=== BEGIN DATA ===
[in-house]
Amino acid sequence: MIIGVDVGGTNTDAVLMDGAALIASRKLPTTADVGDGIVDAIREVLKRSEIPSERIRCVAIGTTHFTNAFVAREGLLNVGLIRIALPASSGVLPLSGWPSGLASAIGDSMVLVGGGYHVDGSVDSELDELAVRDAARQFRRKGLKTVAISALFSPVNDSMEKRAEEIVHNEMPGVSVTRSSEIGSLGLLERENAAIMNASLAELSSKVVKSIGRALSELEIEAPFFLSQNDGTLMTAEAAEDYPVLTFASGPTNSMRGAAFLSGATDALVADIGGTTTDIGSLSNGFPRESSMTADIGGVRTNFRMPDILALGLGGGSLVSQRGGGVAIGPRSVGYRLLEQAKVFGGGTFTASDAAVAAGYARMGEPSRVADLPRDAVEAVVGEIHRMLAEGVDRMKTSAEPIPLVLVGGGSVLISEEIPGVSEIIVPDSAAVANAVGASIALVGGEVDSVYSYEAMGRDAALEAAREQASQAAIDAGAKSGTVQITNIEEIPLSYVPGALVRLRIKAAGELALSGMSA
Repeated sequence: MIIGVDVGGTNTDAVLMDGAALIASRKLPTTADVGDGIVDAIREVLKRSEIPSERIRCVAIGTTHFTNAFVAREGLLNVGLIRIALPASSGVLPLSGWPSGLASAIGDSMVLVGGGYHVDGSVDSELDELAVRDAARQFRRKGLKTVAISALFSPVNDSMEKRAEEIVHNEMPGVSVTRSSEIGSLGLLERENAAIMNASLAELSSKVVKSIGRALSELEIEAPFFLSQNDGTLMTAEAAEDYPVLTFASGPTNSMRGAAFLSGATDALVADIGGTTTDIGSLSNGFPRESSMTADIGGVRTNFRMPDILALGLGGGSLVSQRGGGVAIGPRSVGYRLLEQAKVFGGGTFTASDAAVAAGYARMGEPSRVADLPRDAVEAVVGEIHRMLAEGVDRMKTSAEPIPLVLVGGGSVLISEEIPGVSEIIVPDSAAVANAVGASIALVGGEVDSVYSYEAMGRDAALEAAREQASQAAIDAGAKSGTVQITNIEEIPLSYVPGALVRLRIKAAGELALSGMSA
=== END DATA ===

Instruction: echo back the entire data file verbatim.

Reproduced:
[in-house]
Amino acid sequence: MIIGVDVGGTNTDAVLMDGAALIASRKLPTTADVGDGIVDAIREVLKRSEIPSERIRCVAIGTTHFTNAFVAREGLLNVGLIRIALPASSGVLPLSGWPSGLASAIGDSMVLVGGGYHVDGSVDSELDELAVRDAARQFRRKGLKTVAISALFSPVNDSMEKRAEEIVHNEMPGVSVTRSSEIGSLGLLERENAAIMNASLAELSSKVVKSIGRALSELEIEAPFFLSQNDGTLMTAEAAEDYPVLTFASGPTNSMRGAAFLSGATDALVADIGGTTTDIGSLSNGFPRESSMTADIGGVRTNFRMPDILALGLGGGSLVSQRGGGVAIGPRSVGYRLLEQAKVFGGGTFTASDAAVAAGYARMGEPSRVADLPRDAVEAVVGEIHRMLAEGVDRMKTSAEPIPLVLVGGGSVLISEEIPGVSEIIVPDSAAVANAVGASIALVGGEVDSVYSYEAMGRDAALEAAREQASQAAIDAGAKSGTVQITNIEEIPLSYVPGALVRLRIKAAGELALSGMSA
Repeated sequence: MIIGVDVGGTNTDAVLMDGAALIASRKLPTTADVGDGIVDAIREVLKRSEIPSERIRCVAIGTTHFTNAFVAREGLLNVGLIRIALPASSGVLPLSGWPSGLASAIGDSMVLVGGGYHVDGSVDSELDELAVRDAARQFRRKGLKTVAISALFSPVNDSMEKRAEEIVHNEMPGVSVTRSSEIGSLGLLERENAAIMNASLAELSSKVVKSIGRALSELEIEAPFFLSQNDGTLMTAEAAEDYPVLTFASGPTNSMRGAAFLSGATDALVADIGGTTTDIGSLSNGFPRESSMTADIGGVRTNFRMPDILALGLGGGSLVSQRGGGVAIGPRSVGYRLLEQAKVFGGGTFTASDAAVAAGYARMGEPSRVADLPRDAVEAVVGEIHRMLAEGVDRMKTSAEPIPLVLVGGGSVLISEEIPGVSEIIVPDSAAVANAVGASIALVGGEVDSVYSYEAMGRDAALEAAREQASQAAIDAGAKSGTVQITNIEEIPLSYVPGALVRLRIKAAGELALSGMSA